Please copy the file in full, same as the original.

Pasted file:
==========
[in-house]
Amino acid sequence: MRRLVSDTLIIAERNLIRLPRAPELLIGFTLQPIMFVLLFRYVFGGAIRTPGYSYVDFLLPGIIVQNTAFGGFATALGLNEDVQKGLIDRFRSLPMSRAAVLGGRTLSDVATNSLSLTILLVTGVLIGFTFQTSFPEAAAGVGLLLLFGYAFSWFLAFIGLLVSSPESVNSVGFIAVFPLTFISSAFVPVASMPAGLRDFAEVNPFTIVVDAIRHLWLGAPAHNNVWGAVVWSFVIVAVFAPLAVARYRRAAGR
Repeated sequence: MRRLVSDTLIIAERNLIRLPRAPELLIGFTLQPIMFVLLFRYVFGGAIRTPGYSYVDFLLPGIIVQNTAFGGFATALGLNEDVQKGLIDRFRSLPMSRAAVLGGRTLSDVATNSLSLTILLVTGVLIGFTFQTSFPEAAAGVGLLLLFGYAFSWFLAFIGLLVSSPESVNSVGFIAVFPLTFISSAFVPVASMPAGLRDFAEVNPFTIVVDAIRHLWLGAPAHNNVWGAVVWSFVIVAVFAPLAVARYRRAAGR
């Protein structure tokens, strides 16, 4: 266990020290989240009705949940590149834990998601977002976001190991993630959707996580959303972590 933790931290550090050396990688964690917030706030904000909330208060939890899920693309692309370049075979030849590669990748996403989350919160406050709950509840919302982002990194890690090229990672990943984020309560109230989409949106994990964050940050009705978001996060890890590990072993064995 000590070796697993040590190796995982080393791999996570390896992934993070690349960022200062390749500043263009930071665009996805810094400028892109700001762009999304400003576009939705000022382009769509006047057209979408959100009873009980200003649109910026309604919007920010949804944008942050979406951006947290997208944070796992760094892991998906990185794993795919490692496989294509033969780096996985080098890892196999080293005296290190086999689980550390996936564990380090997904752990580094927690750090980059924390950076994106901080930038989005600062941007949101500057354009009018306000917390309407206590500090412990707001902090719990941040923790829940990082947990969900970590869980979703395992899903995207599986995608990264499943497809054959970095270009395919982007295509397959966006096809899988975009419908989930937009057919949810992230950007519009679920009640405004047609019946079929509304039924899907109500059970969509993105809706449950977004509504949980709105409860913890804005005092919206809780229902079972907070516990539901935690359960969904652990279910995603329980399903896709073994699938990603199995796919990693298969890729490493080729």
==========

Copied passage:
[in-house]
Amino acid sequence: MRRLVSDTLIIAERNLIRLPRAPELLIGFTLQPIMFVLLFRYVFGGAIRTPGYSYVDFLLPGIIVQNTAFGGFATALGLNEDVQKGLIDRFRSLPMSRAAVLGGRTLSDVATNSLSLTILLVTGVLIGFTFQTSFPEAAAGVGLLLLFGYAFSWFLAFIGLLVSSPESVNSVGFIAVFPLTFISSAFVPVASMPAGLRDFAEVNPFTIVVDAIRHLWLGAPAHNNVWGAVVWSFVIVAVFAPLAVARYRRAAGR
Repeated sequence: MRRLVSDTLIIAERNLIRLPRAPELLIGFTLQPIMFVLLFRYVFGGAIRTPGYSYVDFLLPGIIVQNTAFGGFATALGLNEDVQKGLIDRFRSLPMSRAAVLGGRTLSDVATNSLSLTILLVTGVLIGFTFQTSFPEAAAGVGLLLLFGYAFSWFLAFIGLLVSSPESVNSVGFIAVFPLTFISSAFVPVASMPAGLRDFAEVNPFTIVVDAIRHLWLGAPAHNNVWGAVVWSFVIVAVFAPLAVARYRRAAGR
């Protein structure tokens, strides 16, 4: 266990020290989240009705949940590149834990998601977002976001190991993630959707996580959303972590 933790931290550090050396990688964690917030706030904000909330208060939890899920693309692309370049075979030849590669990748996403989350919160406050709950509840919302982002990194890690090229990672990943984020309560109230989409949106994990964050940050009705978001996060890890590990072993064995 000590070796697993040590190796995982080393791999996570390896992934993070690349960022200062390749500043263009930071665009996805810094400028892109700001762009999304400003576009939705000022382009769509006047057209979408959100009873009980200003649109910026309604919007920010949804944008942050979406951006947290997208944070796992760094892991998906990185794993795919490692496989294509033969780096996985080098890892196999080293005296290190086999689980550390996936564990380090997904752990580094927690750090980059924390950076994106901080930038989005600062941007949101500057354009009018306000917390309407206590500090412990707001902090719990941040923790829940990082947990969900970590869980979703395992899903995207599986995608990264499943497809054959970095270009395919982007295509397959966006096809899988975009419908989930937009057919949810992230950007519009679920009640405004047609019946079929509304039924899907109500059970969509993105809706449950977004509504949980709105409860913890804005005092919206809780229902079972907070516990539901935690359960969904652990279910995603329980399903896709073994699938990603199995796919990693298969890729490493080729």